Not all dentists are equipped to change ligatures and handle braces emergencies like broken brackets, so check with the office before you go. Expect only to get your emergencies handled, though. No dentist will change wires or help the progress of your treatment if they don’t know your case.

And if you’re looking for a dentist to take over your case, I’d strongly recommend you go with an orthodontic specialist instead, since braces aren’t taught in dentistry school and you need to go through a residency or take special courses in orthodontics.

Can you get Your braces off early?

If it’s been years and your progress has stalled, it’s best you have an honest conversation with your orthodontist while also seeking a second opinion. Sometimes, teeth just move very slowly and the treatment doesn’t progress according to expectations.

So if your braces have been on for longer than 3 years and your orthodontist wants to keep going, you need to check a few things:

  • Are all the gaps between your teeth closed?
  • Is your bite stable enough?
  • Are you happy with how your teeth look?

If the answer to all of the questions above is YES, then getting your braces off earlier than your orthodontist recommends may be okay. MAYBE. It’s usually a situation where you and your orthodontist need to reach a compromise, and you need to be informed of all the risks.

As a patient, you have full control and can request to have your braces taken off early at ANY point throughout orthodontic treatment. We’ll have you sign some forms, but ultimately, it’s your decision.

Keep in mind, though, that many patients insist on taking their braces off early only to get them again later in their lives. That’s fine too, and if you’ve been in braces for years with disappointing results, a break might do you good. You might opt for clear aligners the second time around – they’re more comfortable and you can take them off any time.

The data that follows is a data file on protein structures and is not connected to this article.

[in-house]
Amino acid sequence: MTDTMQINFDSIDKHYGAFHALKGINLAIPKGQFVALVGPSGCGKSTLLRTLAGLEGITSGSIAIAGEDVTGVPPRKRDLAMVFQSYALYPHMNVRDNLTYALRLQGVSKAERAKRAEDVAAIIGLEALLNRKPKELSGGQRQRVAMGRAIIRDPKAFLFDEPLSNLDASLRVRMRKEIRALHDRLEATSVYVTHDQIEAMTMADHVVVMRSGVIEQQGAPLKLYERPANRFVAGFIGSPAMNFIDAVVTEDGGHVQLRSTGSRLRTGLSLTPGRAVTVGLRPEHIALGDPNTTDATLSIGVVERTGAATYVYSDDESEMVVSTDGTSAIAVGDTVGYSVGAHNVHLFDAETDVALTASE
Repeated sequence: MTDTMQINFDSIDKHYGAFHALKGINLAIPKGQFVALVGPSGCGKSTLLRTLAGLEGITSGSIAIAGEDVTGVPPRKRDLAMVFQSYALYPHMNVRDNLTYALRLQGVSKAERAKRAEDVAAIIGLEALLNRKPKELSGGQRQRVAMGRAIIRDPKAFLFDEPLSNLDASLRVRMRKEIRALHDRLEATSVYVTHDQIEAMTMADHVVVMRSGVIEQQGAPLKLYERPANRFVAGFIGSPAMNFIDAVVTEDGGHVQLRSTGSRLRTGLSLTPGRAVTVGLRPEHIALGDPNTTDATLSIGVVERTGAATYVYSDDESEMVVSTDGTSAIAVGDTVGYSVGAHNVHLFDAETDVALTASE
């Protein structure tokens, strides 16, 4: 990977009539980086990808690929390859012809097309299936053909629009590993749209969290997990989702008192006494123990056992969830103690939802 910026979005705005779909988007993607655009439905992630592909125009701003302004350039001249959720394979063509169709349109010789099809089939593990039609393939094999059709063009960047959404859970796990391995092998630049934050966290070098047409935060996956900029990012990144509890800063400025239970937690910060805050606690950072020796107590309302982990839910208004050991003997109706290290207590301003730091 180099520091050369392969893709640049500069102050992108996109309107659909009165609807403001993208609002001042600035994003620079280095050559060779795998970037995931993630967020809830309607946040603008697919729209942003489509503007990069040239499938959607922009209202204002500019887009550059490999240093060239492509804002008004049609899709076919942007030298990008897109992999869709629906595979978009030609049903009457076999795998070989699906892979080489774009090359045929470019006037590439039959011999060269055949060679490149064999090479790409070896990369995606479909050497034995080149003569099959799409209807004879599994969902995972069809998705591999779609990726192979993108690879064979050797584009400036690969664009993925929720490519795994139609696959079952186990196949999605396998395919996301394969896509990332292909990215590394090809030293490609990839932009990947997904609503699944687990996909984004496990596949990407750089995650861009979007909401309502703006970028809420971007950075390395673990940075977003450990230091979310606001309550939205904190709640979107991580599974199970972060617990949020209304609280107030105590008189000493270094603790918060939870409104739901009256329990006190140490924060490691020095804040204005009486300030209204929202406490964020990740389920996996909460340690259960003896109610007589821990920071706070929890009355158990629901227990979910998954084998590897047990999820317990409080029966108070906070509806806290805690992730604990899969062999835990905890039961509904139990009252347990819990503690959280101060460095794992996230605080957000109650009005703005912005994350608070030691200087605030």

It’s understandable to feel fed up after being in braces for a long time. As an orthodontist, I don’t enjoy overtreating my patients or extending treatment times longer than necessary. While it may not be possible to significantly reduce the overall treatment time, we can consider the pros and cons and decide to remove the braces before treatment is fully completed. It’s all about finding the right balance and making the best decision for you.

Whether you’re new to braces or a braces veteran, taking care of your teeth (and your health) during orthodontic treatment is crucial. That’s why I’ve put together a list of orthodontist-recommended tools that will make caring for your braces a breeze:

  • The only electric toothbrush you’ll ever need for your braces. Rotating electric brushes are much more effective, in my opinion, than sonic ones.
  • The most popular water flosser with my braces patients. If you can, choose a countertop model that can hold a lot of water. You’ll need it, and your gums will thank you.
  • This beast of a blender to create ice cold smoothies and silky soups. Sipping on something cold is a natural pain reliever, and soft foods are perfect for those tough weeks ahead.

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  1. Do dentist charge if an extension is needed will insurance cover some of the new cost or will patient pay for that

    1. Adriana Sim, DMD Orthodontist says:

      Hey there, dentists or orthodontists can’t guarantee that the treatment will only last a set amount of months, although we can often estimate and do our best to finish in time. So yes, typically the patient will pay for the extension. I don’t believe insurance companies put a limit on the duration, but you’ll have to ask.